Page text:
Back when Fiona started Book Design Made Simple, she decided that writing in InDesign would be easiest. (After all, it was her native habitat.) And now one of our readers has admitted to doing the same. So we thought we’d explore the various reasons why anyone would want to write in a layout program. For us it worked perfectly. How about you?
Reasons for writing in InDesign
Our book is filled with over 200 InDesign screen shots, and most of the pages are a complicated mix of text and illustrations. A huge percentage of the illustrations were produced in the same application. So there are three reasons to write in InDesign right there. Take a look at a couple of our spreads:
Wow, right? Perhaps you can see why we wrote to fit the space.
On the opposite end of the scale of complexity, some self-publishing authors of unillustrated books choose to write in InDesign for different reasons.
First, many people simply dislike using Word. (There are so many word haters that we couldn’t possibly list all the reasons.)
Also, some find that designing as they go along gives them a feeling of control. They believe that tweaking the design over the long writing period produces a better product.
And a few folks simply find that the InDesign interface is more interesting and perhaps logical to them.
If you’re planning to design and lay out your book in InDesign anyway, this could be the perfect chance to become familiar with the program.
Some hints for writing in InDesign
For the most part, you can simply use most of the tricks you may know from Word. You can copy and paste, use a spell check, find and replace, make lists with the click of a button, and so on. You can also create your index as you write. But along with all of that, there are some special features that make writing in InDesign a bit more interesting and useful.
Adding illustrations as you go
When using Word, you can of course add your illustrations as you progress. But why do it twice? Since you cannot simply copy your Word illustrations into InDesign when you import the text, you’ll save a step by importing them straight into InDesign as you write. In Book Design Made Simplewe devote 7 chapters to importing and placing images, getting your text to wrap around them, and optimizing them.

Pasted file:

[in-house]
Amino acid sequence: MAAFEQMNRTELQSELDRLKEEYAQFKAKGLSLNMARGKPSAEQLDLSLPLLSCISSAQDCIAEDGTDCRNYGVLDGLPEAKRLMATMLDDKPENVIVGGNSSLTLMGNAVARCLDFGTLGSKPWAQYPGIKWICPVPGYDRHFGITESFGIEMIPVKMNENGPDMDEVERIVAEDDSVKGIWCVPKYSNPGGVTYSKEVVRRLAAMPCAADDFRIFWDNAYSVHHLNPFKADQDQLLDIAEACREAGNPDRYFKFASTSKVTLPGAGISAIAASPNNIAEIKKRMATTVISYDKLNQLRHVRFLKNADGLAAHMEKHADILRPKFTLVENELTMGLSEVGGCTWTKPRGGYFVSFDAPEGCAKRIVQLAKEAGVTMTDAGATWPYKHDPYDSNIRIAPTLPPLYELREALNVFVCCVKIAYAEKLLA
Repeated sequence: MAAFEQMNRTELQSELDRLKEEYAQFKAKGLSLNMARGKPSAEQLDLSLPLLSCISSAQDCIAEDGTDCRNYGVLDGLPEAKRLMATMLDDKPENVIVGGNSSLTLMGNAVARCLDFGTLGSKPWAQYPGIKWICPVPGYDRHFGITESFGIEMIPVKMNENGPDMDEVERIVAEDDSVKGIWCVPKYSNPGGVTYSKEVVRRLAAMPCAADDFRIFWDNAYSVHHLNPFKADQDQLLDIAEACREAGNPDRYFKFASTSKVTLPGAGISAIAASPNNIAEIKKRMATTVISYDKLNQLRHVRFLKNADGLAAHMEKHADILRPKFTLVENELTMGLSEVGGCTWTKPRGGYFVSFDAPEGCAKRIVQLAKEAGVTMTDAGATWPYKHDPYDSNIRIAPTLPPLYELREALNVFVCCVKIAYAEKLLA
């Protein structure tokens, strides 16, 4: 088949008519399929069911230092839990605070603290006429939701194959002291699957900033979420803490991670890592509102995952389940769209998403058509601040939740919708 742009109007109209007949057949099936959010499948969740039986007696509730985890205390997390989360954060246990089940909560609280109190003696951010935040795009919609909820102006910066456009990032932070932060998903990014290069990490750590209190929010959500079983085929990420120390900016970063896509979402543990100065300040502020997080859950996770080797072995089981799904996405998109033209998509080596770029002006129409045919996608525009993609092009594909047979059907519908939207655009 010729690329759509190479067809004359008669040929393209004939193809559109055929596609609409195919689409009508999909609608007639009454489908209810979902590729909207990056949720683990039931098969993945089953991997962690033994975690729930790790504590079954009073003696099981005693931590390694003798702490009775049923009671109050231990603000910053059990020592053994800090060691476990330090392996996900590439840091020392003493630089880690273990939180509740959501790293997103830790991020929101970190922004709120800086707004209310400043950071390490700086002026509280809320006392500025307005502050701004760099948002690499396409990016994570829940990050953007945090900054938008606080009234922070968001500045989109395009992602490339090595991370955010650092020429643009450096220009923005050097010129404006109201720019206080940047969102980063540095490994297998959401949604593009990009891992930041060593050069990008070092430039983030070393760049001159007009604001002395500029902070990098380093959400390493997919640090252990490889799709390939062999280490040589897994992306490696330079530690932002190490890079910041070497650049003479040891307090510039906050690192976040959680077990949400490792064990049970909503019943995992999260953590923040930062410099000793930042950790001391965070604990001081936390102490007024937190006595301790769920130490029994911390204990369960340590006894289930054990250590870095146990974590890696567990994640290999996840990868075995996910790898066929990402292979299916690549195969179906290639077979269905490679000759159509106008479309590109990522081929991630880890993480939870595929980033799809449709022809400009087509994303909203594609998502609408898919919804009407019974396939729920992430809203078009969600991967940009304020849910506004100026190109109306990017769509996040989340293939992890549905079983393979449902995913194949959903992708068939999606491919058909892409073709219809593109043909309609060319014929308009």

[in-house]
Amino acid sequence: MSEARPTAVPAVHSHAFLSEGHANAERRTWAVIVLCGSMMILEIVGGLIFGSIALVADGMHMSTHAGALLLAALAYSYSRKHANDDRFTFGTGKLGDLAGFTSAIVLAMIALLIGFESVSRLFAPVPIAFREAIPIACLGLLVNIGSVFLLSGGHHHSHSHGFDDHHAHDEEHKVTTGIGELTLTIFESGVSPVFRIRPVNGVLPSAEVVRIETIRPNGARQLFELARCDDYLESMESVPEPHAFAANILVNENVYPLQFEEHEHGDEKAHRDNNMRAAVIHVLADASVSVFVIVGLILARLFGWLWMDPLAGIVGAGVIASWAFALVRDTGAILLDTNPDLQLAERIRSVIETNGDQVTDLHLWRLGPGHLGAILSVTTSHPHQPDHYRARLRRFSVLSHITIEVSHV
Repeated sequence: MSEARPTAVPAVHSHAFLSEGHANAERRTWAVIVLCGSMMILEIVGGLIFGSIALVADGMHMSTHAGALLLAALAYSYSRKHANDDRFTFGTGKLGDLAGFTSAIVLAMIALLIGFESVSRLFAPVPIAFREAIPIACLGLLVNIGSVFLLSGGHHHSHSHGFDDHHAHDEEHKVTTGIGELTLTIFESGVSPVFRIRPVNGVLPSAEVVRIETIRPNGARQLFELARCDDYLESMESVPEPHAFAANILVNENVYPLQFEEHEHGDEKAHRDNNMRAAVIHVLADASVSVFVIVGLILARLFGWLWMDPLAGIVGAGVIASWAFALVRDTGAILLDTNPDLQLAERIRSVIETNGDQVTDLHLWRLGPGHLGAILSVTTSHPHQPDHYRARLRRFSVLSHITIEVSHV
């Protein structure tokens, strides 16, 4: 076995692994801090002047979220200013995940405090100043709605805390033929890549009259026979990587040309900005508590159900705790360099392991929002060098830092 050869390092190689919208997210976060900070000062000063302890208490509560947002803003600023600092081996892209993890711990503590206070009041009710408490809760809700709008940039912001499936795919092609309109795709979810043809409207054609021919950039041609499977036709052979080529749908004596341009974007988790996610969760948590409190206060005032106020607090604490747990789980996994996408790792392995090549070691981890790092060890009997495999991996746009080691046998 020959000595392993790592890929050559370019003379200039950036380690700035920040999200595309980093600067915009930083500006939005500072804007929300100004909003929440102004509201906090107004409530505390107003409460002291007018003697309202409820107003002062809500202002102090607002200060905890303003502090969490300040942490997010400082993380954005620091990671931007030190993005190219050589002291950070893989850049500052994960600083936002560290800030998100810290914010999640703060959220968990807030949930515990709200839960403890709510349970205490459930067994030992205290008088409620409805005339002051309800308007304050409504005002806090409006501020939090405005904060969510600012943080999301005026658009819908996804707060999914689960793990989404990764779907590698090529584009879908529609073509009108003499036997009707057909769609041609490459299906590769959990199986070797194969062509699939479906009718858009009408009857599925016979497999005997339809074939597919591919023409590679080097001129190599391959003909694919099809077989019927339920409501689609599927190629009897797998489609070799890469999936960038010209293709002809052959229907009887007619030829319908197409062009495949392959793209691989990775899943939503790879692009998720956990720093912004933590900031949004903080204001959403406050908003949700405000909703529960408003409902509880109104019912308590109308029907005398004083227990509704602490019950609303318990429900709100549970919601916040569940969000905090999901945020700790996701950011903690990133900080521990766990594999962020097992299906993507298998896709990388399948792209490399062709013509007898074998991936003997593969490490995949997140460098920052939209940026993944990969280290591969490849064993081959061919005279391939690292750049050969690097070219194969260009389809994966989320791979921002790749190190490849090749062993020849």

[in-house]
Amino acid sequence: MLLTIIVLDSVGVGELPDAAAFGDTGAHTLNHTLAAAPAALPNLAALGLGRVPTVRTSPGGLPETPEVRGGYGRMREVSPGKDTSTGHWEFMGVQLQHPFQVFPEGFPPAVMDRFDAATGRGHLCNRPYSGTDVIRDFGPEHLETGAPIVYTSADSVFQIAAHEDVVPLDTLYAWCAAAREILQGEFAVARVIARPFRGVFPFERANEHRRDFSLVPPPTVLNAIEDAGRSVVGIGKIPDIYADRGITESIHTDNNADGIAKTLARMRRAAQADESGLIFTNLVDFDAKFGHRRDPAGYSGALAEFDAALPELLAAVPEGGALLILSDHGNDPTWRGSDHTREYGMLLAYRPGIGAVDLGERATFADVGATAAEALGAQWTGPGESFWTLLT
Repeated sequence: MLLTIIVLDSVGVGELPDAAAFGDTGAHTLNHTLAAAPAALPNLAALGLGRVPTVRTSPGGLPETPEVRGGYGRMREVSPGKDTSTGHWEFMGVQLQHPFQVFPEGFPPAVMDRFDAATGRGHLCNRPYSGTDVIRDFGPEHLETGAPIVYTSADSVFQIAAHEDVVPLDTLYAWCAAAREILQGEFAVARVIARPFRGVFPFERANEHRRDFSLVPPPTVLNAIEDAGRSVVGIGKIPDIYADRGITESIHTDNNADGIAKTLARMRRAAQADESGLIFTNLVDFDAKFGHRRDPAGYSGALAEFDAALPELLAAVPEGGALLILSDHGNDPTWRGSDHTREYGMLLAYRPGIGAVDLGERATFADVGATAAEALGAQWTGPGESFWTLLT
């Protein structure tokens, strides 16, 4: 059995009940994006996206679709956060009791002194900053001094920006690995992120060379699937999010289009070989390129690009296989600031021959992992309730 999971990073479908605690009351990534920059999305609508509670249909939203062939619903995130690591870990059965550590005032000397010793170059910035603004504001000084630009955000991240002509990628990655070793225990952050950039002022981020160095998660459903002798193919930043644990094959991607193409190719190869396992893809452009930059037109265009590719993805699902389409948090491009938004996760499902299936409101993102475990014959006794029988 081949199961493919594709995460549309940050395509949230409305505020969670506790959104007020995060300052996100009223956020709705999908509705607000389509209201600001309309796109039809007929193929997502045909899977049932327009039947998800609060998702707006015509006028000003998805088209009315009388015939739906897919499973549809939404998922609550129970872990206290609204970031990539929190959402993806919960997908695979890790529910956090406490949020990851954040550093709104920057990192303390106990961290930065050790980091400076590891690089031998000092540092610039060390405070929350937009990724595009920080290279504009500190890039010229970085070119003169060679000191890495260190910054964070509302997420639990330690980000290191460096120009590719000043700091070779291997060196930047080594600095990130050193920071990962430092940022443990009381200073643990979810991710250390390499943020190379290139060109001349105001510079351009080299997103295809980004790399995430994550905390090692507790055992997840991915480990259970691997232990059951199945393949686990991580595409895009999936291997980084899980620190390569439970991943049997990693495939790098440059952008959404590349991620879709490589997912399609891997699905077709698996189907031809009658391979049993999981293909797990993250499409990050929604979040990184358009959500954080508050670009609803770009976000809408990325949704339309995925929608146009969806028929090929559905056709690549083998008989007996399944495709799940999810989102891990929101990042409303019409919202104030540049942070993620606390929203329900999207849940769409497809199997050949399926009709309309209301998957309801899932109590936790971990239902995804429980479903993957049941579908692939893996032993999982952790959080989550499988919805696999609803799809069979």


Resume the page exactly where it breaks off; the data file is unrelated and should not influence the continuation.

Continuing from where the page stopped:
Also, if your book is like ours, with lots of images and diagrams, you can create shapes and some illustrations to fit your page. (To get started, review our videos on drawing shapes. Then you might want to advance to adding effects such as shadows and 3D. Explore all of our videos to find what you need to learn.) In other words, you can watch your book come together as you progress.
Story Editor is a feature that we’ve never used, but we did some research and trials and found out that we probably should have! It’s like having a text doc sitting right next to the InDesign screen so you can ignore the layout when you want to concentrate on the words. As you type in Story Editor, you can watch the changes appear in the layout. For many folks this would be a godsend.
A few of the other advantages include:
- Highlighting changes as you make them
- Seeing all the text in the same font and color of your choice in Story Editor—it could be larger or clearer than the type in the layout
- Having spelling and grammar prompts that look familiar
- Viewing overset (too long) copy that would otherwise disappear from view
To start using this terrific tool, put your cursor anywhere in the text, then go to Edit > Edit in Story Editor. We suggest a couple of lessons to move you further along. First, watch CreativePro’s 5-minute tutorial. Then check out the many other ways to improve your Story Editor experience in this blog post from makeuseof.com.
Setting the Next Style